In verticalizing your organization, you develop experts, not “jacks of all trades.” In that way, you can understand your customers’ businesses and form partnerships designed to help them achieve their goals. In turn, that can help you win new customers, expand business with current customers and realize cost efficiencies.

Verticalizing Your Organization

Verticalizing is an evolution, not a turn-key transition. It requires diligence, customer collaboration, and willingness to embrace change.

Let me share my experiences with verticalization.

Our evolution started by aligning our sales structure with our customer segments and investing in specialized sales teams with specific industry expertise. It also required implementing a “vertical delivery” model, which shifts the structure to support customers’ expertise and vertical requirements away from geographic alignment.

My initial reaction from a CFO vantage point: This would increase costs. But in reality, we haven’t seen that. Rather, our overall sales headcount went down, while sales and delivery productivity increased. Yes, our travel expense increased, but this was more than offset by the productivity gains. Most importantly, customer satisfaction increased.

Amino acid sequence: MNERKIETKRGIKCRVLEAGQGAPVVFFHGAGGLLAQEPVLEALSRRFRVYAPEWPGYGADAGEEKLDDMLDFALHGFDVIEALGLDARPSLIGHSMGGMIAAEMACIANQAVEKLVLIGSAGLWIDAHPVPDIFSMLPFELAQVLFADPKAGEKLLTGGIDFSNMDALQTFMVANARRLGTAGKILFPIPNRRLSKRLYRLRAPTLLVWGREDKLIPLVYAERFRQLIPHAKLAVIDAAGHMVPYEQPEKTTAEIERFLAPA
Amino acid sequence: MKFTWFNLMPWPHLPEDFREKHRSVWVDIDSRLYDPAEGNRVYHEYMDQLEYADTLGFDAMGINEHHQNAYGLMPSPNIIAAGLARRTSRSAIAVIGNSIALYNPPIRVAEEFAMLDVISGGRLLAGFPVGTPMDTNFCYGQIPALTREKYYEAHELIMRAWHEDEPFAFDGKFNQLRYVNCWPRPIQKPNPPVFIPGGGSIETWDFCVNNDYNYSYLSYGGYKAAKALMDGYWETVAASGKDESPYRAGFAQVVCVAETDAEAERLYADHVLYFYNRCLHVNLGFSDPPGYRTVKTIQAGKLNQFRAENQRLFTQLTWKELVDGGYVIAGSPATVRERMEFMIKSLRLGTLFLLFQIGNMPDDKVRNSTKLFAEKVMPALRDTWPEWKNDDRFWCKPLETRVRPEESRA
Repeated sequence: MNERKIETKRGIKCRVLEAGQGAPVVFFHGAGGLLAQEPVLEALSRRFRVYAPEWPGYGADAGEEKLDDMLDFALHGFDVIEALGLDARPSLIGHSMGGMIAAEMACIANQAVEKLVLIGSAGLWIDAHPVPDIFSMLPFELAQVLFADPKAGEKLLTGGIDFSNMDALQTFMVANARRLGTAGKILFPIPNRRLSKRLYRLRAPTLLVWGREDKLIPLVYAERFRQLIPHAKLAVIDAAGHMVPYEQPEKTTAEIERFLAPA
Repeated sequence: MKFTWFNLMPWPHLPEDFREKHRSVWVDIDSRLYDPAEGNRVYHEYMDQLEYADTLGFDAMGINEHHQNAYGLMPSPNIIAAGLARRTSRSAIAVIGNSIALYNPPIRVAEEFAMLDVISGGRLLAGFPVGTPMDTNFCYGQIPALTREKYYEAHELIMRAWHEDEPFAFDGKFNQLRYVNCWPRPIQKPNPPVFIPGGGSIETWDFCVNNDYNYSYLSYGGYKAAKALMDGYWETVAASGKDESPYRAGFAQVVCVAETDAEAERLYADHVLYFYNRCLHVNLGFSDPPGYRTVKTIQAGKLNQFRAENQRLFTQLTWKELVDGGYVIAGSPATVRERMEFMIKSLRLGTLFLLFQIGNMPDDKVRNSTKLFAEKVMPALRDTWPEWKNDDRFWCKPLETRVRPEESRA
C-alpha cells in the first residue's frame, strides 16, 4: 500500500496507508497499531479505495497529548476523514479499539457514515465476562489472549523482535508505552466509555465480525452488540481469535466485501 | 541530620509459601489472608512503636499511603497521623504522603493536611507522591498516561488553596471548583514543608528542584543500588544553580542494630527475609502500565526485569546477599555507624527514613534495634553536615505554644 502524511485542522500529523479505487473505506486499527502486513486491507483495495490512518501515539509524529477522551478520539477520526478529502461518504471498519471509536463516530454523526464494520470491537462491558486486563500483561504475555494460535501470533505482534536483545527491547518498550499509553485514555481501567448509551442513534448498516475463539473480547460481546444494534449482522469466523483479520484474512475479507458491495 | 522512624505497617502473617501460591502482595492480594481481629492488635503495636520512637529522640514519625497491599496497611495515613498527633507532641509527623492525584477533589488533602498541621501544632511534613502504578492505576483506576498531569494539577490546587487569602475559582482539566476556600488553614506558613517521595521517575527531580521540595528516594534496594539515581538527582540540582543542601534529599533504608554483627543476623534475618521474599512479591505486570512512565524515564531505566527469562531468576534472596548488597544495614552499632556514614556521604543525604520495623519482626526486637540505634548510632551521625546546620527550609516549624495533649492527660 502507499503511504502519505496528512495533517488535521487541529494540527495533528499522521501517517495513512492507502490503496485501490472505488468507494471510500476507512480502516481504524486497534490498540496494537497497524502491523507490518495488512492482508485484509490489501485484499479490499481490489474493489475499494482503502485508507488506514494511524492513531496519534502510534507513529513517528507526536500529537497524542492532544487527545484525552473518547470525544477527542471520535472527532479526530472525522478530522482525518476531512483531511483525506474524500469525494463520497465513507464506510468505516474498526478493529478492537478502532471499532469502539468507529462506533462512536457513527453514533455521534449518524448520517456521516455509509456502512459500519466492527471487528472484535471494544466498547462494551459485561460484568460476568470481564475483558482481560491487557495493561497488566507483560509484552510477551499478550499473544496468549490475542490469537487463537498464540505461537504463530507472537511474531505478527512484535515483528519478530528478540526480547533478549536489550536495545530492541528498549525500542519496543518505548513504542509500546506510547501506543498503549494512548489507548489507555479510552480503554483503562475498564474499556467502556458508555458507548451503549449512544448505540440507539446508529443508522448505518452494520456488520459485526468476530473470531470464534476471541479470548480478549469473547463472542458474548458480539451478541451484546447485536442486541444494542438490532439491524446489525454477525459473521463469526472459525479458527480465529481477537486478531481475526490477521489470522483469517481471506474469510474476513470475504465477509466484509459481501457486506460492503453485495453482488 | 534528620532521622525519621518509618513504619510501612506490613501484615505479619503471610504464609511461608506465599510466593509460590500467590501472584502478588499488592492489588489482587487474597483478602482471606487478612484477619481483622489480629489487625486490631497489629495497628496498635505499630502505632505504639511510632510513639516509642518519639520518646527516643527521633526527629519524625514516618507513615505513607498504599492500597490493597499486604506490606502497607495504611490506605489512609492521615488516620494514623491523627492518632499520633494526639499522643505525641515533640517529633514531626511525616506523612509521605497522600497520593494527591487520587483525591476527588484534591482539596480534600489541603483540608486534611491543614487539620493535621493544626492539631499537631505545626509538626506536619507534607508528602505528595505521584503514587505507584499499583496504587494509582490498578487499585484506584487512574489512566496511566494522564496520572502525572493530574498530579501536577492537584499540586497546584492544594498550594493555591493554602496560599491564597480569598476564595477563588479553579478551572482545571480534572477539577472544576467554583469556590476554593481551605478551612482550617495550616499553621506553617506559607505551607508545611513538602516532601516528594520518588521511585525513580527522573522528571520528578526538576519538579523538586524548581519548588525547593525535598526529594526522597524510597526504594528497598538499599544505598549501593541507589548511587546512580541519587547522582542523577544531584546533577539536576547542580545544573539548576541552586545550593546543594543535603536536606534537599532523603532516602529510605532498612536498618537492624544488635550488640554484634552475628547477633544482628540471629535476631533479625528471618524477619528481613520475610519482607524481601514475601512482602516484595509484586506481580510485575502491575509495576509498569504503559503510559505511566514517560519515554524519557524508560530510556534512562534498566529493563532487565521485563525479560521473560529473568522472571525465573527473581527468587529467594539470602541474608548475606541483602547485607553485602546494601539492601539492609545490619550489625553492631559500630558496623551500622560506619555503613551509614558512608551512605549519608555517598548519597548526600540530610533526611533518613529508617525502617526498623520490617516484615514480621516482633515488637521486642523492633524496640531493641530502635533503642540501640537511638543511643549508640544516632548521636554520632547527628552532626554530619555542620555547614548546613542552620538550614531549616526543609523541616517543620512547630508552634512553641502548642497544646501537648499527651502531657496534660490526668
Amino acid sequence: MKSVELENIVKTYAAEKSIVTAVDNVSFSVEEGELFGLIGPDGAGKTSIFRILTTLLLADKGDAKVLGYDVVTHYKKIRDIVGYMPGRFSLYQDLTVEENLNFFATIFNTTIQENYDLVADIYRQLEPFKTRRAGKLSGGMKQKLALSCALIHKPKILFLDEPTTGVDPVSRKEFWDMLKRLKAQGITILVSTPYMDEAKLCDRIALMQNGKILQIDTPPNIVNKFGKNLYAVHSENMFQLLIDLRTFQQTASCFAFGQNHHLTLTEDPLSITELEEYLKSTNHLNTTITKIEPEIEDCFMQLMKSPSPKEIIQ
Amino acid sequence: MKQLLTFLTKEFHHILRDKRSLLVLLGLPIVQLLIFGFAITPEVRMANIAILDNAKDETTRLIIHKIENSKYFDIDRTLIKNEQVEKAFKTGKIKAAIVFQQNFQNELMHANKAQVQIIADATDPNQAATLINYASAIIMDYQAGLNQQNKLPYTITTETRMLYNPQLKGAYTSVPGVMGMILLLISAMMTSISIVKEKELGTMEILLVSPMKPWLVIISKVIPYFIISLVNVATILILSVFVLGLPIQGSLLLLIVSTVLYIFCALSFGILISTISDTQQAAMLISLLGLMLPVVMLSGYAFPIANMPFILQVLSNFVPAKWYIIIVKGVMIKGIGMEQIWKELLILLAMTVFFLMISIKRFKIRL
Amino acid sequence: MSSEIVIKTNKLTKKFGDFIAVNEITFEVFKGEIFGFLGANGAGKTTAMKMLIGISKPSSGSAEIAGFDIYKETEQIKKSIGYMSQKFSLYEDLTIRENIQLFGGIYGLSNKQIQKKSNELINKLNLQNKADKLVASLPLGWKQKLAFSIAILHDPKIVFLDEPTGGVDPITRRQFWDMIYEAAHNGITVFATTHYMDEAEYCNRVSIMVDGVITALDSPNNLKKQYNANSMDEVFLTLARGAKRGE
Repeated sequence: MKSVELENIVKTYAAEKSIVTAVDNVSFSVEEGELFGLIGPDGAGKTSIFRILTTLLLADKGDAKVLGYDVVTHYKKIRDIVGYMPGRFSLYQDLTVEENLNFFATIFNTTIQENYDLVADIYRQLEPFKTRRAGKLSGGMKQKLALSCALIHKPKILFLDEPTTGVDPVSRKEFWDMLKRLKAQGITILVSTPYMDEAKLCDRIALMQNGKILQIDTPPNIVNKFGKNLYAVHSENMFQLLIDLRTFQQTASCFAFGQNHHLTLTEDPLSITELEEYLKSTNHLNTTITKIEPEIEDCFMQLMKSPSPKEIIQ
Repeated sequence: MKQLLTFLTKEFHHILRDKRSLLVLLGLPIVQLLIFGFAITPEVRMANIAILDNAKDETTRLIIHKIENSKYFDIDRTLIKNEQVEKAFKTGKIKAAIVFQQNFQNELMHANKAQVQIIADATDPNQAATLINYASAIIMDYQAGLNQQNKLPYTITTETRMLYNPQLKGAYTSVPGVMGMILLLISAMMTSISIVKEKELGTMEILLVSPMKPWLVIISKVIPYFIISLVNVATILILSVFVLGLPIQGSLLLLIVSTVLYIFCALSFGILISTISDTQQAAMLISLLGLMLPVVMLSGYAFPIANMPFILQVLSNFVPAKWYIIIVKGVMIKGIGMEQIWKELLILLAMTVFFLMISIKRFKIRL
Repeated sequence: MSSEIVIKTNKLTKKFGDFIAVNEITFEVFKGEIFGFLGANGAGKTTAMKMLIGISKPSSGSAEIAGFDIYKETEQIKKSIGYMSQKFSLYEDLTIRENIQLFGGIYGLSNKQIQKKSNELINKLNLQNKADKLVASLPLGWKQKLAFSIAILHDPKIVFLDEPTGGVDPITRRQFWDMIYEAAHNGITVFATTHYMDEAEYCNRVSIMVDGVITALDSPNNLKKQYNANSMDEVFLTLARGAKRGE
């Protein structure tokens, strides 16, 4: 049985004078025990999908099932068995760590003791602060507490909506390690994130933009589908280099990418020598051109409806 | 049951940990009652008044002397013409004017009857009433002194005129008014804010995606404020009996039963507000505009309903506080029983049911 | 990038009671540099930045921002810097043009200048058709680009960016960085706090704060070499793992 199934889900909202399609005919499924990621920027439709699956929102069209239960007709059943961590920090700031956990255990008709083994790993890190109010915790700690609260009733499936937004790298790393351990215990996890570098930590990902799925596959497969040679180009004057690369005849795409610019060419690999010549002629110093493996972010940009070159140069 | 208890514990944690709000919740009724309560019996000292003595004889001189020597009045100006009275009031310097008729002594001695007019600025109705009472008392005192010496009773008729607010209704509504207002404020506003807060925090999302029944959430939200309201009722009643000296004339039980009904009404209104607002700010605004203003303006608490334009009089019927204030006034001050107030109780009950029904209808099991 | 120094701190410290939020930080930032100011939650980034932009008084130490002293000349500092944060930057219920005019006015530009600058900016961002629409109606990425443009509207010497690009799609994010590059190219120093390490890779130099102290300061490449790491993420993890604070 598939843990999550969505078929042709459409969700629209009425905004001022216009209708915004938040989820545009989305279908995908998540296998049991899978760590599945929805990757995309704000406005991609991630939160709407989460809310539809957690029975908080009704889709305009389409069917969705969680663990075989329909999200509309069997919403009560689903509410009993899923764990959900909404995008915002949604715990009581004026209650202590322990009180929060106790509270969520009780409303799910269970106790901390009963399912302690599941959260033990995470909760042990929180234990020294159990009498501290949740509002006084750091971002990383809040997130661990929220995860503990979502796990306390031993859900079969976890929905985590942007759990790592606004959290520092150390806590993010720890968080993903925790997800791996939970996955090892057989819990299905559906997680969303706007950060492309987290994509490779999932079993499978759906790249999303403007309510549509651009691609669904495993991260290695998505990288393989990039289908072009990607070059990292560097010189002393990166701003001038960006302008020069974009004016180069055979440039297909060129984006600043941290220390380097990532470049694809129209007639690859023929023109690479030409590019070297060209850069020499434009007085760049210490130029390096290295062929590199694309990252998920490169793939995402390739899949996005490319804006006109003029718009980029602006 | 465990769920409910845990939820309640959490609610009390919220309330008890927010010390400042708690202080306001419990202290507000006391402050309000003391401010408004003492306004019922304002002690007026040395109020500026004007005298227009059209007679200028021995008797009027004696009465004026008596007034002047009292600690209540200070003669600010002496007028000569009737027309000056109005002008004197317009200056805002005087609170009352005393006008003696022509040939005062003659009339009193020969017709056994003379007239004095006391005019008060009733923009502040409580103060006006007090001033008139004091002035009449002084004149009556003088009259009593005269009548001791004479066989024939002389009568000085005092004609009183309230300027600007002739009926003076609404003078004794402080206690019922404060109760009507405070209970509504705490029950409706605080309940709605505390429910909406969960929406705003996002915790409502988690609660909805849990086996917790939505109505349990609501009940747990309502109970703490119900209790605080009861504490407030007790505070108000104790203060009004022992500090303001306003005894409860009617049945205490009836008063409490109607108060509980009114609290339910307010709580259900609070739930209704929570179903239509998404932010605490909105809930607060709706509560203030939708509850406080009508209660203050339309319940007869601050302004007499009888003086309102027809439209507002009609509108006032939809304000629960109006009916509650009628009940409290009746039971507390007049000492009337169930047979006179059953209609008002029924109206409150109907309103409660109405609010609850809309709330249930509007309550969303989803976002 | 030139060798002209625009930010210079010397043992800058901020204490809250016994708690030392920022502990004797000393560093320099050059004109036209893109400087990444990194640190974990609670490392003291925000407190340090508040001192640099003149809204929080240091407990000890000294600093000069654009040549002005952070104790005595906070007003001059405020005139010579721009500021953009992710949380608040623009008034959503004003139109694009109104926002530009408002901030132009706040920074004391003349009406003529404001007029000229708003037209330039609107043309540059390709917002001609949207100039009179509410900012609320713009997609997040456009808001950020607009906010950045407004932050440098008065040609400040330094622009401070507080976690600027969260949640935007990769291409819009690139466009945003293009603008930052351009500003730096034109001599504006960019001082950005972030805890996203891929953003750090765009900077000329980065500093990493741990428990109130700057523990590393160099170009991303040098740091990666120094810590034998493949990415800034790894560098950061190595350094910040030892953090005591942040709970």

However, there’s more to verticalization and establishing a business partner than just influencing sales productivity. It means understanding customers’ unique business needs, helping address pain points, and realizing opportunities for improvement that may have otherwise gone overlooked.

The next step is developing offerings that address customer needs. An example: Our verticalized sales teams learned that our health care customers were facing issues with prescription-paper security, HIPPA compliance, and document management. In response, our verticalized design team developed health-care-specific, multi-function printers to help address compliance and privacy requirements, and simplify the workflow for printing prescriptions and patient ID wristbands from electronic medical records.

As a true business partner, it is important to adapt to customers’ unique business requirements. Those requirements are shaped by nuances that are often overlooked in a geographic or basic product-oriented approach.

What can Verticalization Bring to Your Business?

Verticalizing your go-to-market operation around customers’ specific industries and business needs will position you as a mission-critical partner. That , in turn, will create additional “stickiness” to the existing relationship and open up opportunities that didn’t exist before.